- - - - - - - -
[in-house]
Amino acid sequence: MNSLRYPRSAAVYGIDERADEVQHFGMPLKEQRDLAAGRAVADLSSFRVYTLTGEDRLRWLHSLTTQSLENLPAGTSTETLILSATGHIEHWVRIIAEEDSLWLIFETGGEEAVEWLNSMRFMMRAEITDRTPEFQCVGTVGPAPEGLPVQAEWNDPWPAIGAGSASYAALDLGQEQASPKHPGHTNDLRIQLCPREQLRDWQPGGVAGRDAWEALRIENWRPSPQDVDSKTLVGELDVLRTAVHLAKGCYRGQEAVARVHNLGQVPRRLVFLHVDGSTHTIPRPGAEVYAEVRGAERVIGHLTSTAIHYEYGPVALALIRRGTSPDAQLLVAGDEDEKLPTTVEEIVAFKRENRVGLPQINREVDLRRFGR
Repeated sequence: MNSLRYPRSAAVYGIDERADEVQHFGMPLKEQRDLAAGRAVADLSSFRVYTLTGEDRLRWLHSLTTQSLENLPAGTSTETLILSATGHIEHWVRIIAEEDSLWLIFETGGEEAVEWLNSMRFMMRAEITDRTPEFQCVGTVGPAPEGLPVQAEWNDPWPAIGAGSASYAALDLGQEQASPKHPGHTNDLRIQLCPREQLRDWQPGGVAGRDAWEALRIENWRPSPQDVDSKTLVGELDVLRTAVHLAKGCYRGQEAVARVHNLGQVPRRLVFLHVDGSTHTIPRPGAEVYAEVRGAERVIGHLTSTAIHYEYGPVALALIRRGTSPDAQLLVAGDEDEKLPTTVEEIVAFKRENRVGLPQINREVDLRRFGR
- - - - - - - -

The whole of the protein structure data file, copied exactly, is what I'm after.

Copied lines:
[in-house]
Amino acid sequence: MNSLRYPRSAAVYGIDERADEVQHFGMPLKEQRDLAAGRAVADLSSFRVYTLTGEDRLRWLHSLTTQSLENLPAGTSTETLILSATGHIEHWVRIIAEEDSLWLIFETGGEEAVEWLNSMRFMMRAEITDRTPEFQCVGTVGPAPEGLPVQAEWNDPWPAIGAGSASYAALDLGQEQASPKHPGHTNDLRIQLCPREQLRDWQPGGVAGRDAWEALRIENWRPSPQDVDSKTLVGELDVLRTAVHLAKGCYRGQEAVARVHNLGQVPRRLVFLHVDGSTHTIPRPGAEVYAEVRGAERVIGHLTSTAIHYEYGPVALALIRRGTSPDAQLLVAGDEDEKLPTTVEEIVAFKRENRVGLPQINREVDLRRFGR
Repeated sequence: MNSLRYPRSAAVYGIDERADEVQHFGMPLKEQRDLAAGRAVADLSSFRVYTLTGEDRLRWLHSLTTQSLENLPAGTSTETLILSATGHIEHWVRIIAEEDSLWLIFETGGEEAVEWLNSMRFMMRAEITDRTPEFQCVGTVGPAPEGLPVQAEWNDPWPAIGAGSASYAALDLGQEQASPKHPGHTNDLRIQLCPREQLRDWQPGGVAGRDAWEALRIENWRPSPQDVDSKTLVGELDVLRTAVHLAKGCYRGQEAVARVHNLGQVPRRLVFLHVDGSTHTIPRPGAEVYAEVRGAERVIGHLTSTAIHYEYGPVALALIRRGTSPDAQLLVAGDEDEKLPTTVEEIVAFKRENRVGLPQINREVDLRRFGR